Arts Workshop Aims to Lift Human Spirit in Santa Barbara

Community Arts Workshop Offers ‘Cor’ Classes in Poetry, Theater, Dance, and More

A photo from Pre-COVID workshops | Credit: Barbara Parmet

In just three seasons, the Community Arts Workshop’s residency teaching program has developed a distinctive approach to arts education that’s having a powerful impact on our city’s whole population, not just those already involved in the arts. This fall, seven courses in subjects ranging from photography and poetry to Creativity Rehab and The Drift will bring people together for creative sustenance in a time when all of us are experiencing unprecedented and fundamental challenges to our physical and mental well-being. What unites these disparate creative adventures is the instructors’ common concern with feeding what they have chosen to call the human “cor,” a Latin noun that manages to name not only the heart but also the mind and the soul.

Consult the entire list of offerings at to find seven enticing descriptions of what Barbara Parmet, Patrick Melroy, Joseph Velasco, Judy Nilsen, Rick Benjamin, and Sio Tepper have planned. I recently spoke with Benjamin and Tepper to get a sense of what the experience would be like. Tepper’s workshop in Human Musicking reflects her own progressive education. Tepper sees her approach, which emphasizes a non-hierarchical understanding of musical events and includes elements of improvisational theater and dance, as part of her civic duty to give back to the hometown that supported her development as an artist through the Santa Barbara Music and Arts Conservatory and UCSB. This hybrid course will begin in person outdoors and move from there to Zoom.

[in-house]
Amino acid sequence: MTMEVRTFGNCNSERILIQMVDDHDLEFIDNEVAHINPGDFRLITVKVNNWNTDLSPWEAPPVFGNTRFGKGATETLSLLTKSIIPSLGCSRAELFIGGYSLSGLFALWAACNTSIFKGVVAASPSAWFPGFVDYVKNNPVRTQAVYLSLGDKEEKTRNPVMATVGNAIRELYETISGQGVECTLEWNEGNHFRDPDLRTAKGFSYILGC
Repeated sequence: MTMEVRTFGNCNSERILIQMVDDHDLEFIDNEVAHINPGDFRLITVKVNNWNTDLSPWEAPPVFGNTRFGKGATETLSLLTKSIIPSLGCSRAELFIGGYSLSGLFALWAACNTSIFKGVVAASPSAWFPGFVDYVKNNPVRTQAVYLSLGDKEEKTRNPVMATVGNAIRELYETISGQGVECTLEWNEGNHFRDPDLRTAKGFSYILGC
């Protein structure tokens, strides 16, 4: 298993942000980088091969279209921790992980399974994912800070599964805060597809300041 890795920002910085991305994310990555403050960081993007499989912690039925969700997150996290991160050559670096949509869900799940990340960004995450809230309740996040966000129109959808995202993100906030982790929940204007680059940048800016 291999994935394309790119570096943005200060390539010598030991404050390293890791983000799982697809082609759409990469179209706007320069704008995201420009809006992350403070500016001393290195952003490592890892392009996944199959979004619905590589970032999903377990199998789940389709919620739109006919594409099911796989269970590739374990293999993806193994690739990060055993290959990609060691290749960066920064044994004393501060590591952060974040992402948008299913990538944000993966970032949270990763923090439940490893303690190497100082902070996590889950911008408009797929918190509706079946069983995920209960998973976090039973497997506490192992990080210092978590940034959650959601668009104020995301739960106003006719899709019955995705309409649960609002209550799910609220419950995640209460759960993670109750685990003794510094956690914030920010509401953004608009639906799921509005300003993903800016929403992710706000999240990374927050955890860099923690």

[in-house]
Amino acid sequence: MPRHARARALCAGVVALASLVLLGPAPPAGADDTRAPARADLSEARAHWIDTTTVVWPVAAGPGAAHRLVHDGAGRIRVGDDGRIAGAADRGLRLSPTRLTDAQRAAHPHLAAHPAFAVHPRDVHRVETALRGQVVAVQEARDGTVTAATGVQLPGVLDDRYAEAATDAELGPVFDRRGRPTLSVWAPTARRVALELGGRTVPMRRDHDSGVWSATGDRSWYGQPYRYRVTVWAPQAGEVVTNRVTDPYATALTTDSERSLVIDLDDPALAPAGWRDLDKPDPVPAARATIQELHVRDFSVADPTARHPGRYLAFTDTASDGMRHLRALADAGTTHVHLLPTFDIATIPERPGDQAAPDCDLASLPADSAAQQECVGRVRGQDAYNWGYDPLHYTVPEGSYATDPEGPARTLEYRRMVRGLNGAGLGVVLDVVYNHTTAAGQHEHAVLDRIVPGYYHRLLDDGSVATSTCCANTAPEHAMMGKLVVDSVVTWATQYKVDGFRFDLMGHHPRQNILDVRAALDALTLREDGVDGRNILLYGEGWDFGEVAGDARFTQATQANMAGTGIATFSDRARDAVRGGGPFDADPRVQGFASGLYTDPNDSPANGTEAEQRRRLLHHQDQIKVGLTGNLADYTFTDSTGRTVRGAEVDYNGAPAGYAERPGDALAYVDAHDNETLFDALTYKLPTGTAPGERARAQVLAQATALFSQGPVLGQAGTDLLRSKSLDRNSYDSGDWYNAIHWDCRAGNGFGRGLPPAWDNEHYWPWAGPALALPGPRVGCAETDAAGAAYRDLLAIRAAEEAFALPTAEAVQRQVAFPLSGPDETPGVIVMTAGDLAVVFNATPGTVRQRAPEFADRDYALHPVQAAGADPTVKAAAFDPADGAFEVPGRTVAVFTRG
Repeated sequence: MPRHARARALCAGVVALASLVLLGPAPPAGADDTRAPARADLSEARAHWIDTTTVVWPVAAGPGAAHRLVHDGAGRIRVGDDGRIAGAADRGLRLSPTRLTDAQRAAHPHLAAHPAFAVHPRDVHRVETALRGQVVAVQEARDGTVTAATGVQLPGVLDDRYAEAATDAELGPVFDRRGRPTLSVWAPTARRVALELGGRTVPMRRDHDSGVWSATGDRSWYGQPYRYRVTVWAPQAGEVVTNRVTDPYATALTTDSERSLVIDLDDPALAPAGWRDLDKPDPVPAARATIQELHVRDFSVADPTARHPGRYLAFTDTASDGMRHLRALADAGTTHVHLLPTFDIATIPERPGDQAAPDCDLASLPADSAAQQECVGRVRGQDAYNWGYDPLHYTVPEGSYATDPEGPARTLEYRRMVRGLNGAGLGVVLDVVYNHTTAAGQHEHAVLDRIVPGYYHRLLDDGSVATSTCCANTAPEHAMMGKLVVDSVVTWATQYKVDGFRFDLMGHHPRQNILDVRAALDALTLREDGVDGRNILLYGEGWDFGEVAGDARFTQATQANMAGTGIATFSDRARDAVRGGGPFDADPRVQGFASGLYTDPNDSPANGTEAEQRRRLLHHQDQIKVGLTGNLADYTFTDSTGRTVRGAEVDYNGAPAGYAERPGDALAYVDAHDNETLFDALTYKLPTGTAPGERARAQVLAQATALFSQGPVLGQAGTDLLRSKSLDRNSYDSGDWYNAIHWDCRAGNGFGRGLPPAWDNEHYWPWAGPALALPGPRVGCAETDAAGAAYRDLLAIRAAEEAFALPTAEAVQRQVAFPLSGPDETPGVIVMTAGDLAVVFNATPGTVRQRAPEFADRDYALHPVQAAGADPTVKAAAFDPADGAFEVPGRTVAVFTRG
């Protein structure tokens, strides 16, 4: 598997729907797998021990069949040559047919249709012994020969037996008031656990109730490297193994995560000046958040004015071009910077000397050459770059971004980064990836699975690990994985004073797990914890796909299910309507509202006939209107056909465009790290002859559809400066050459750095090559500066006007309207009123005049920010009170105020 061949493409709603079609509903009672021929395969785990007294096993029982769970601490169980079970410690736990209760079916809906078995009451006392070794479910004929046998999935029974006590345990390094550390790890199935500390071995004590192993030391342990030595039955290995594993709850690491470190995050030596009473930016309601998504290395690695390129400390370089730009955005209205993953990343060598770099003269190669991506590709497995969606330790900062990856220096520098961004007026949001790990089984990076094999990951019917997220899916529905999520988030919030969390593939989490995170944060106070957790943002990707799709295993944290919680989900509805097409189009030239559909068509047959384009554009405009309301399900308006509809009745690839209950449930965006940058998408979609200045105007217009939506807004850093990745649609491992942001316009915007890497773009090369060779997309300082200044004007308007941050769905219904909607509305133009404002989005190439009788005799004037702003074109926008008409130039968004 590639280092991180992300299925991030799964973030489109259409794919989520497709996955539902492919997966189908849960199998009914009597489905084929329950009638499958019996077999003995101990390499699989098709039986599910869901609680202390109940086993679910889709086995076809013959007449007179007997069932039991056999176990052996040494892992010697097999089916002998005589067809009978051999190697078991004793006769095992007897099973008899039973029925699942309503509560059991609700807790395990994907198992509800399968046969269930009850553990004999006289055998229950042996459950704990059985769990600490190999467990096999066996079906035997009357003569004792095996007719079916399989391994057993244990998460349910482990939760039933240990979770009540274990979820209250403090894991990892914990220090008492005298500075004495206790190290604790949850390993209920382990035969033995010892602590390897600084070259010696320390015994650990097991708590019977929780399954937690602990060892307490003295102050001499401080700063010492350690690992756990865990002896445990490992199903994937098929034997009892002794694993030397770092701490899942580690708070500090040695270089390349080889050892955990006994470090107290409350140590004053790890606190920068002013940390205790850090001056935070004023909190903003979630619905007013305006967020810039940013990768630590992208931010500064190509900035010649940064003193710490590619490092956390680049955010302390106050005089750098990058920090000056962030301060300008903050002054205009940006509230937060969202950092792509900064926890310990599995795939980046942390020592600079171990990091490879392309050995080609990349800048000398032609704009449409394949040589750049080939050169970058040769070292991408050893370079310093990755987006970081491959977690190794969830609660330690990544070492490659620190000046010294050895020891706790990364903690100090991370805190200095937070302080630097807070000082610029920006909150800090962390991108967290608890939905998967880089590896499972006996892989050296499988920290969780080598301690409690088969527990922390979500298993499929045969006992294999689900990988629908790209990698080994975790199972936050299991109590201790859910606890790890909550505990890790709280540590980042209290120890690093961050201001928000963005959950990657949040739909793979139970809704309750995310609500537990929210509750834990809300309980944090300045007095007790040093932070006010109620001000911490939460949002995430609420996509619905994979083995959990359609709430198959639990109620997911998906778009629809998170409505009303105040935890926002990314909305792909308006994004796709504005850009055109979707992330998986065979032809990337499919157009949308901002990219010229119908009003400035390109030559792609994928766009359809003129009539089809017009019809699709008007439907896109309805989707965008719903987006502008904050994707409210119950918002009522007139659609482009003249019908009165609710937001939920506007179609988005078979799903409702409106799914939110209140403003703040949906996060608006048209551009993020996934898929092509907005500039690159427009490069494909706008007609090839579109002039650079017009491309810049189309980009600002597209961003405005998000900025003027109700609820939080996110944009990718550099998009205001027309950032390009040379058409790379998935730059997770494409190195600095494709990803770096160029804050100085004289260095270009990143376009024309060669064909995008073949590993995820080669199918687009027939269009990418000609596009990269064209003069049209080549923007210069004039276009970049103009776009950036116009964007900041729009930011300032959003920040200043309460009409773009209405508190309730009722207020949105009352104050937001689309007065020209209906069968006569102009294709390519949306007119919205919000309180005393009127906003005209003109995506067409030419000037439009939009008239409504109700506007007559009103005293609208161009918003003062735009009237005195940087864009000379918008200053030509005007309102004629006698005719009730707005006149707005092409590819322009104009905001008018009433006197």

Benjamin, whose workshop Poetry: Words to Engage Good Trouble takes inspiration from the late John Lewis, believes in the power of poetry as a “wisdom-medium” capable of activating human potential across spiritual, emotional, and political frequencies. He speaks of poetry and teaching as a single entity, a compound of attention and compassion within which participants treat each other’s work as if it belongs to all. In these uncertain times, that sounds like a good plan for the future.

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